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How to Make Instant Garden Beds

A common problem when just starting a garden is dealing with the fact that we’ve not had time to condition the soil, fostering it into something heaving with fertility. Or, maybe we just aren’t that far into gardening yet anyway and don’t know what to do. Basically, it seems we are left with the option of using what we have and hoping for the best, or we can spend a heap on importing soil and compost and such. Fortunately, there is another route, an inexpensive way to make garden beds instantaneously.

Often referred to as lasagna gardens or sheet mulching, an instant garden bed requires little to nothing being brought in, and it can be cultivated right away (though it will get nicer as time passes). It begins with kitchen scraps, maybe some manure (or other high nitrogen items), old cardboard boxes or newspaper, and some mulch material such as dried grass, straw, or shredded leaves. In other words, most of what we need is already around waiting to be used.

Step One: Food for the Worms

One of the nice elements of this kind of garden is that it doesn’t require digging and tilling. Rather, whatever grass or weeds are growing in the garden space, leave them right where they are. Fresh green material provides a good boost of nitrogen.

Atop this, add a bucket full of kitchen scraps (no need to wait for it to compost) and, if available, some well-rotted manure, whatever is around: horse, rabbit, cow, chicken, etc. If manure isn’t available, other high nitrogen items would be more fresh grass clippings or spent coffee grounds from the nearest coffee shop.

Whichever nitrogen materials are used, they should be mixed together and completely cover the area where the garden will be. If there isn’t enough, just build what the material allows and add more growing space later.

Step Two: And Darkness Falls Upon Them

Once the rich nitrogen mixture is in place, it should be covered with several layers of wet cardboard or newspapers. Go ahead and soak these beforehand, which will help with adding moisture to the bed, holding them in place, and kickstarting decomposition. Not only will the worms like this, both for blocking the sunlight and traveling, but the cardboard will snuff out any weeds that might try to pop up from below the garden bed.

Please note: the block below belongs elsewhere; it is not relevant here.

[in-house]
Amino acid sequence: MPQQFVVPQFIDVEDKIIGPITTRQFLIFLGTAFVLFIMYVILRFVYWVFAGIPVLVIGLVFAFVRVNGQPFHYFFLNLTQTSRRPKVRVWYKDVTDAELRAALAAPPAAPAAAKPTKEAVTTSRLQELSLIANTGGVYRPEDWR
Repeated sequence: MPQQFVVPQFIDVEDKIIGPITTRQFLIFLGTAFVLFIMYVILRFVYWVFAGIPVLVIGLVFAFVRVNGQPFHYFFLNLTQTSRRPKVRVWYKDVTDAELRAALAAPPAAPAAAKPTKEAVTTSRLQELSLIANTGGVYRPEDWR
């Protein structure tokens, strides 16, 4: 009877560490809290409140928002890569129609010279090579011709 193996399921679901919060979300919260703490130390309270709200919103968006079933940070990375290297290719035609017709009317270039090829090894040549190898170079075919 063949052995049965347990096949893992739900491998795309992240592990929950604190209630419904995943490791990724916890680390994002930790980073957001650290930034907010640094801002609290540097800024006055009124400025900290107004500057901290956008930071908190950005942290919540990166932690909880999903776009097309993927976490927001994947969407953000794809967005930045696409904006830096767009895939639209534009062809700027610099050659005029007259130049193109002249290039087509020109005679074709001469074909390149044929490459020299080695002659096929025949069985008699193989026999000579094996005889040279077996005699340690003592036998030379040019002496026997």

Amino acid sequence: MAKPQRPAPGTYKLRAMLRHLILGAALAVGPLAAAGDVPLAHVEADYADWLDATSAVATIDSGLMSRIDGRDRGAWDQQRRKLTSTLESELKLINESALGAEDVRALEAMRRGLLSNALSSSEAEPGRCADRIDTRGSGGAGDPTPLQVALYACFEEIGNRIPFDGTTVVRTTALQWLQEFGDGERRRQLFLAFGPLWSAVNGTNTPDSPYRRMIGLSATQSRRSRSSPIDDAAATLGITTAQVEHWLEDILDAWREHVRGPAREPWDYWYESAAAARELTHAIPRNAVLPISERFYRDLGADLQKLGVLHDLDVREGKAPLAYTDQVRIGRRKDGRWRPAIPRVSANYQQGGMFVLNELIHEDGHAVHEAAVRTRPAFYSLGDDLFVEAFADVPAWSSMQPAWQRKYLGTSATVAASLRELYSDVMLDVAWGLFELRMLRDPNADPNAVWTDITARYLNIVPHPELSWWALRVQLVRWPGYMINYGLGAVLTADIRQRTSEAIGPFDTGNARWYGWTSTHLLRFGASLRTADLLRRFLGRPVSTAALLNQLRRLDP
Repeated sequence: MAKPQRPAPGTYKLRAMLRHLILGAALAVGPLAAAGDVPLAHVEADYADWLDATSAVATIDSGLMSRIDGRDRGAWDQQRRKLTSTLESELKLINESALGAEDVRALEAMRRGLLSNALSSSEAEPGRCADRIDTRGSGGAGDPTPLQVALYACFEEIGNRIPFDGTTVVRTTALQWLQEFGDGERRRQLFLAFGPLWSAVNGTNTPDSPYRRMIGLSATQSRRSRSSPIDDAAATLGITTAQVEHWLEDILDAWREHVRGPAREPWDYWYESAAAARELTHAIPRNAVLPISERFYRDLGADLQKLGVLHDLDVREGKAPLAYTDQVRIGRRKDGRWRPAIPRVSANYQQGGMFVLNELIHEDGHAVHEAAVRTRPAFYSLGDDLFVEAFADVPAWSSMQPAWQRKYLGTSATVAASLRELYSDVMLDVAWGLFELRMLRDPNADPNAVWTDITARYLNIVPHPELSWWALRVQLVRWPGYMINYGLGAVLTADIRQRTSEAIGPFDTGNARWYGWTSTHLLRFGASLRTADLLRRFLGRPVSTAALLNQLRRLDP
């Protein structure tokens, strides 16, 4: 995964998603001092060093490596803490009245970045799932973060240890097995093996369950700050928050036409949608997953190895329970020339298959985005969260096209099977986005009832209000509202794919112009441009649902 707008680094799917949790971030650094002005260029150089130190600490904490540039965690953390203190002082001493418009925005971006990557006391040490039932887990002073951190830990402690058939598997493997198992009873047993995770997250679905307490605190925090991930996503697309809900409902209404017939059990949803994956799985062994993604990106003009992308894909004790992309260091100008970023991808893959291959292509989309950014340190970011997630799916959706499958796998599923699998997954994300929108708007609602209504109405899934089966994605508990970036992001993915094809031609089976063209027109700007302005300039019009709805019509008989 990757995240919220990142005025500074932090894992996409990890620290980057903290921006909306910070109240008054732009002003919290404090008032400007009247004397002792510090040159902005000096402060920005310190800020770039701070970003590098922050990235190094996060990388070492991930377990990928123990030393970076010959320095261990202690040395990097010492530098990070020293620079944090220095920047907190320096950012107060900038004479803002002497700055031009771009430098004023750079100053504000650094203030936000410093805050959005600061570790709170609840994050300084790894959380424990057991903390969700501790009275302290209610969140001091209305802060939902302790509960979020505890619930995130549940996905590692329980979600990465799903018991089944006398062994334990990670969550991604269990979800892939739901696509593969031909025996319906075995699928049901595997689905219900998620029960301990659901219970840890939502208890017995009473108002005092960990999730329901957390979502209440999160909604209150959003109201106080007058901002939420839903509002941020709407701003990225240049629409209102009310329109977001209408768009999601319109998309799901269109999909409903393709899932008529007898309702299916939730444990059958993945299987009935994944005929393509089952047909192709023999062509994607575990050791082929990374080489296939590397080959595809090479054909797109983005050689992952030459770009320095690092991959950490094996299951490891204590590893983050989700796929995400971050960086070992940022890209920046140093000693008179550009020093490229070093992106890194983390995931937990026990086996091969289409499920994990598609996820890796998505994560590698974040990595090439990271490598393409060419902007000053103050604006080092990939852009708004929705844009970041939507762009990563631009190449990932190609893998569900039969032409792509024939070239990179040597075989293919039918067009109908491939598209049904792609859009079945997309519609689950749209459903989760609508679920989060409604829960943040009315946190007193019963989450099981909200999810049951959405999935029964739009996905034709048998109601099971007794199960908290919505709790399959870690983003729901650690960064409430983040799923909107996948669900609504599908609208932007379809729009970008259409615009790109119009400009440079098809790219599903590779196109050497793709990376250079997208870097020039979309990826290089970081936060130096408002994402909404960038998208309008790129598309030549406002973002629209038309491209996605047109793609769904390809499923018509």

After the “sheet” mulch is put into place, add a thick layer, even up to fifteen centimeters of carbon-y mulch material. Straw is easy to buy. Pine needles will work, as will leaves or hay, though these may have seeds that will sprout and require a little extra maintenance in the form of weeding. Putting the mulch deep and dense will help keep the garden moist and will start the process of soil building. The mulch material should cover the entire bed, particularly all of the cardboard.

Step Three: Grow Some Food

The garden at this point is ready for plants. To put them in, clear out a space in the mulch, all the way down to the cardboard. The cavity should be something akin to a deep bird’s nest. Fill that with some quality topsoil and plant directly into it. For a little added bonus, if available, add some compost or worm castings.

Once all of the seedlings (or seeds) are in place, water the garden and there you go.

This way of building a garden is fantastic because it can be extended bit by bit as materials and time become available, or even as the season develops. It’s easy to add on new sections of garden whenever the moment arises, and they are instantly ready to plant in.

For a more in depth look at instant gardens, check out this video of Geoff Lawton himself making one.


Header Photo : Instant Garden (Courtesy of Keith Rowley)


Jonathon Engels

The financially unfortunate combination of travel enthusiast, freelance writer, and vegan gardener, Jonathon Engels whittled and whistled himself into a life that gives him cause to continually scribble about it. He has lived as an expat for over a decade, worked in nearly a dozen countries, and visited dozens of others in the meantime, subjecting the planet to a fiery mix of permaculture, music, and plant-based cooking. More of his work can be found at Jonathon Engels: A Life About.


  1. Does the layer of coffee grounds have any effect on the growth of the plants?
    I have read studies that show coffee grounds applied directly around plants inhibits growth and was wondering if this would have the same result.

    1. Nothing should be added to existing plants. Pull any addition back 5-6” to prevent stem rot, otherwise coffee grounds are fine, in my experience,

  2. High Matt,

    coffee grounds serve as organic matter. It absorbs nitrogen (nitrate, urea, amino acides etc.), water, and micro organisms. The same is valid for char coal.
    Absorbtion of nitrogen causes some growth inhibation.

    Best wishes Michael

  3. Hi
    I’m just setting up four wicking beds (mid-September) and hoping to plant out/sow seeds by mid/late Oct. Would you recommend this approach in a wicking bed? Would the water be able to wick through the bottom layers after just one month breaking down? Also once the lower layers are broken down and the overall be drops but the plants are already growing, how you would you recommend adding further layers to build up the soil? Or is this something that needs to happen after a season and the plants are eaten/removed…? Thank you :)

    1. Hi Melissa I was also thinking of using this method with a wicking bed. Can you tell me if you tried it and if it worked?

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